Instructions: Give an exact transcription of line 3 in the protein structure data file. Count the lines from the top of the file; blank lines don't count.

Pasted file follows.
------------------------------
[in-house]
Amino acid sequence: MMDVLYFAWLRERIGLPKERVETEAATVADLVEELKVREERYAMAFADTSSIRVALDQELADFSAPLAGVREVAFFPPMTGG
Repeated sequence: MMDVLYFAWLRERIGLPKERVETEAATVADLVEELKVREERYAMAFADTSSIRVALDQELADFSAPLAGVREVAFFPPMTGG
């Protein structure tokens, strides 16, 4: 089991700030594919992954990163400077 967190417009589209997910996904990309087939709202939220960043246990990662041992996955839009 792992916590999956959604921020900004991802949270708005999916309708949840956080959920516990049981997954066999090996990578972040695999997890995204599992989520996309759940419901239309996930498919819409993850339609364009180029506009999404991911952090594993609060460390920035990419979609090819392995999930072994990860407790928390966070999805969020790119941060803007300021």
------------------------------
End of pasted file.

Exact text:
Repeated sequence: MMDVLYFAWLRERIGLPKERVETEAATVADLVEELKVREERYAMAFADTSSIRVALDQELADFSAPLAGVREVAFFPPMTGG